More attention needs to be paid to the domestic water supply in Nairobi and satellite towns, and also in Mombasa and coastal areas where future domestic water demands will increase drastically, but the available water resources are limited.

The Strategies for the water resources development in Athi River basin should formulate a well-balanced development plan between water resources and demands, based on the current situation of the catchment area and future water demands. Theses should include:

  1. Development and expansion of inter-basin water transfer facilities

  2. Construction of both large and small scale dams to augment the existing water sources in the basin

  3. Exploration and drilling of boreholes in the basin

  4. Investing in rural water harvesting facilities to reduce the pressure on the existing water supply systems and to ensure sustainable water supply in the basin.

12. Water resources use implications in the Athi River basin

This paper has attempted to broadly analyze the available water resources within the Athi River catchment Area (ACA) highlighting the problems associated with water resources use and demands against availability, potential water uses and proposed projects in the basin, strategies to address the scarcity of water in the basin, water pollution trends and their implications on water resources in the basin. An attempt to assess the hydrology of the basin was also performed to give an overview of the present and the projected water use demands and use trends in the catchment area. Evidence of the declining trends in water availability against the various uses was demonstrated in the paper. The results presented in this paper emphasize that improved water supply systems and the expansion of the existing water sources will reduce the pressure on the existing water resources from various water users in the basin. Overall, this is likely to improve and augment the available water and reduce conflicts and further improve on people’s livelihoods.

13. Conclusion

The paper concludes that the Athi River Catchment Area (ACA) is endowed with enormous water resources but which is mal-distributed in both space and time. The basin is home to the two major urban centres in Kenya; Nairobi and Mombasa which have seen an increasing demand on water resources as a result of increasing rural–urban migration of the population in search of employment opportunities. The water resources in the basin are faced with increasing water pollution and quality degradation from the various human activities, which affects the various uses of the water. The water resources are being used for irrigation purposes in the lower reaches of the river and industrial and commercial purposes in the upper reaches. These activities generate pollutants that pollute the water and hence reducing its usefulness and in turn affecting the people’s livelihoods. The paper notes that efforts by both the national and county government are likely to increase the water supply by investing in water storage structures to augment the water resources in the basin. More irrigation land is also earmarked for expansion implying more opportunities for the residents and enhancing their livelihoods through growing of more value chain crops under irrigation systems.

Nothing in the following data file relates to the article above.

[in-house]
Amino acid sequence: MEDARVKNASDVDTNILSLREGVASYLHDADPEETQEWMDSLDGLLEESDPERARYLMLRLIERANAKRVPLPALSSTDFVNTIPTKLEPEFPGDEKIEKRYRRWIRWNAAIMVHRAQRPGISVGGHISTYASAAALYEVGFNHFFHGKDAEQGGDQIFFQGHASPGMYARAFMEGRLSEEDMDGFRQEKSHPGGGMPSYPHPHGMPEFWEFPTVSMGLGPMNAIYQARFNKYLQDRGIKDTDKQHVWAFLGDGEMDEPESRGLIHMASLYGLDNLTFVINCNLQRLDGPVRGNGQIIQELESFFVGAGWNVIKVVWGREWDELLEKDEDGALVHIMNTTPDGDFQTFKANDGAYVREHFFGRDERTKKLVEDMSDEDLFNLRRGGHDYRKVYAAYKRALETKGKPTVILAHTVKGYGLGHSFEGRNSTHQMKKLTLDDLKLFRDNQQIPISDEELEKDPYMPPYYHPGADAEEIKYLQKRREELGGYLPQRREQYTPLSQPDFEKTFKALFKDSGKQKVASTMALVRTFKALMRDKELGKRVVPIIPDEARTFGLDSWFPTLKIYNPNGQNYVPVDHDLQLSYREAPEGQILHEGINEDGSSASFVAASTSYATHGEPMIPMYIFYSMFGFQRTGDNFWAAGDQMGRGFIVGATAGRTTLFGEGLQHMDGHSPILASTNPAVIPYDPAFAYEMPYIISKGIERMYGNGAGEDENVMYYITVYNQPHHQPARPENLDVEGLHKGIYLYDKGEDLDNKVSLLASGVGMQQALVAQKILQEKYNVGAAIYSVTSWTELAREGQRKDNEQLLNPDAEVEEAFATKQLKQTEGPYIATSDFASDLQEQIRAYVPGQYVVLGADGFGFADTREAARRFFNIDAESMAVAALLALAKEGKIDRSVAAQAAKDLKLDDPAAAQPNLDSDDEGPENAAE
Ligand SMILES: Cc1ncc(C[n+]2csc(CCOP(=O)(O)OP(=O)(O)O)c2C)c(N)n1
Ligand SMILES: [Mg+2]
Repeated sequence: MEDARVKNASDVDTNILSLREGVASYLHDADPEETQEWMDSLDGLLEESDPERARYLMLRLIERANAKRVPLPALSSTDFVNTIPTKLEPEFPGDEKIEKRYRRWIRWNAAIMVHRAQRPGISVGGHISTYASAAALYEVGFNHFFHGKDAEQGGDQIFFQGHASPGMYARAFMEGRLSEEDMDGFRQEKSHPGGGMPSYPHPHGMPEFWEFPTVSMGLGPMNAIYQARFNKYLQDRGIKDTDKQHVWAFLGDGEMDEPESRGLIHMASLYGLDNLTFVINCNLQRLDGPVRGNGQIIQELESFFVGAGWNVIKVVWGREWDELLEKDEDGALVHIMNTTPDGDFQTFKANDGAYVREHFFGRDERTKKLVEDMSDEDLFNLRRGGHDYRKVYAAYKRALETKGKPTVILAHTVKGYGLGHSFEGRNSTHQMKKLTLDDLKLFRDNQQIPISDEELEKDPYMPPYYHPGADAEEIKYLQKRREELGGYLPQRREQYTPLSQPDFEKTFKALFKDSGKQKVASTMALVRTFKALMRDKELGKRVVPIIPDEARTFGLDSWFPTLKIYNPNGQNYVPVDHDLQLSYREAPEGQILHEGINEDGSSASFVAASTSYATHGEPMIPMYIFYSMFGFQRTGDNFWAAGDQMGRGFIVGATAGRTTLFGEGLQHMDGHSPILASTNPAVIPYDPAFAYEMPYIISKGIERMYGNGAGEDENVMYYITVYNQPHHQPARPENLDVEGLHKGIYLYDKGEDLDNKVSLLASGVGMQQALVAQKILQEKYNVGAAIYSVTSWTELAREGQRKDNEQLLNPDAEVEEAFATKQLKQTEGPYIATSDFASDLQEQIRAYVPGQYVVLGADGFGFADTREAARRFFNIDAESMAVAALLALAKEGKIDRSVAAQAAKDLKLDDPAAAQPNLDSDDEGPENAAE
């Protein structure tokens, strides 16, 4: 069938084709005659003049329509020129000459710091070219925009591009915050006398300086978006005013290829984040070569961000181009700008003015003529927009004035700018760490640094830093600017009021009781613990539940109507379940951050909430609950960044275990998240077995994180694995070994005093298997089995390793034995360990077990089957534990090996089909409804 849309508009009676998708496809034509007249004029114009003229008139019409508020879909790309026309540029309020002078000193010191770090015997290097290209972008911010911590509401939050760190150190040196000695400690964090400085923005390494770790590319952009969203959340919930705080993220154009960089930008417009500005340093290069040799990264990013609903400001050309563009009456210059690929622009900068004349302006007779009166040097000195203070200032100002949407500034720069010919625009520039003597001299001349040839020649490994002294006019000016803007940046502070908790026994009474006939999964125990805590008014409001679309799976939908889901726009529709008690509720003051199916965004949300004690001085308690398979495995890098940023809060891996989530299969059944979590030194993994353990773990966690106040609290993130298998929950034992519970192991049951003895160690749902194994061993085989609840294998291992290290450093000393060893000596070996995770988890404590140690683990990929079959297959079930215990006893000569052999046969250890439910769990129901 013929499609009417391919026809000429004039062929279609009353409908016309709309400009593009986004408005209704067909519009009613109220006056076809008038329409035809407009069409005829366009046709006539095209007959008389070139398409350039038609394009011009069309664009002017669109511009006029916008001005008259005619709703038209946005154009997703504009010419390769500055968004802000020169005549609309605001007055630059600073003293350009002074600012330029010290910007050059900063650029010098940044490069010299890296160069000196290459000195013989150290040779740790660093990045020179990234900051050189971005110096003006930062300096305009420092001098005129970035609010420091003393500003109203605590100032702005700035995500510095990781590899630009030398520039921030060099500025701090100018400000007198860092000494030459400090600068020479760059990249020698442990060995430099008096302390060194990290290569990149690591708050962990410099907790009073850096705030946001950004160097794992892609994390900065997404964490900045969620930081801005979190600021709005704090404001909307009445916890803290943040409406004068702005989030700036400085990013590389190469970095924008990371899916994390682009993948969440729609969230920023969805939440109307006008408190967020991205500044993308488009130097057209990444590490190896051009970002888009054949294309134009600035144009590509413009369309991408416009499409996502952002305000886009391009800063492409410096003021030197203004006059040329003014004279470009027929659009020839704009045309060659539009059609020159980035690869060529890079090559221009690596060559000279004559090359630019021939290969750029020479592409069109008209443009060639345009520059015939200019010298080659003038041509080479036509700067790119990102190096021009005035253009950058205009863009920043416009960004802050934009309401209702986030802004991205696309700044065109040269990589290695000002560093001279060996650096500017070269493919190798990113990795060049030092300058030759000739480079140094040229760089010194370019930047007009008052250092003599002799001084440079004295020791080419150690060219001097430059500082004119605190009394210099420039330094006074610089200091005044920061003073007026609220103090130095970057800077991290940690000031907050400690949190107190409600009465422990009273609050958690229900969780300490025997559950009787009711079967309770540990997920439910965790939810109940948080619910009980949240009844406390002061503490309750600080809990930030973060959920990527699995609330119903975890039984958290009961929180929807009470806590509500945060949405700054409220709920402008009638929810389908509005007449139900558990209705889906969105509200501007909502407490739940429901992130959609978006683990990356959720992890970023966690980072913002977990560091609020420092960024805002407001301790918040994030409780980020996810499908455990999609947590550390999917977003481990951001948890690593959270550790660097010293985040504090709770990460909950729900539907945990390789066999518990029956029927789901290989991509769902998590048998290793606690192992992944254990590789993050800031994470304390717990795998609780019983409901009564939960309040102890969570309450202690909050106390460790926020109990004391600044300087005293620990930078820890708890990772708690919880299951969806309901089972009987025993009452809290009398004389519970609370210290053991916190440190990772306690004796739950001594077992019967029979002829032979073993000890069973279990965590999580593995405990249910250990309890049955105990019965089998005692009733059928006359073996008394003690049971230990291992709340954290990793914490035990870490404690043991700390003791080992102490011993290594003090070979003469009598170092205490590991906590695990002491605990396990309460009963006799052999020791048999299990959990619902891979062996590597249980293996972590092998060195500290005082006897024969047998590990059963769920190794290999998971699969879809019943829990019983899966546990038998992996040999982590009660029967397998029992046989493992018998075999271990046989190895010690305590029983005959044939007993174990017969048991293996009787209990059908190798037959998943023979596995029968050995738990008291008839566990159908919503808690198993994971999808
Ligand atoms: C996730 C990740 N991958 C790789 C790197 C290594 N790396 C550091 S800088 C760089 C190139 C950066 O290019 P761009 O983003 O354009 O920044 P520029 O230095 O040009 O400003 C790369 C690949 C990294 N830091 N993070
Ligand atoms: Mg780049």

The paper recommends more investments on water resources structures for rain water harvesting, reducing and monitoring of waste water discharges onto the present water sources. The county governments within the basin should be encouraged to invest in small scale water supply systems such as earth dams and shallow wells. More emphasis of environmental education on the conservation of water resources through new technologies for irrigation projects as well as manufacturing industries to avoid discharging of industrial effluents into the river system. Continuous water quality should be encouraged to ensure the water resources in the basin are not polluted and when harvested are not health hazards. Better land use systems in the headwater areas should be encouraged to avoid generation of sediments by erosion process. This in the overall will help in the sustainability of the water resources in the basin and enhance increased opportunities for the residents and improved livelihoods.

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Shadrack M. Kithiia (October 27th 2021). A Critical Analysis of the Water Quality Impacts on Water Resources in the Athi River Drainage Basin, Kenya [Online First], IntechOpen, DOI: 10.5772/intechopen.99667. Available from: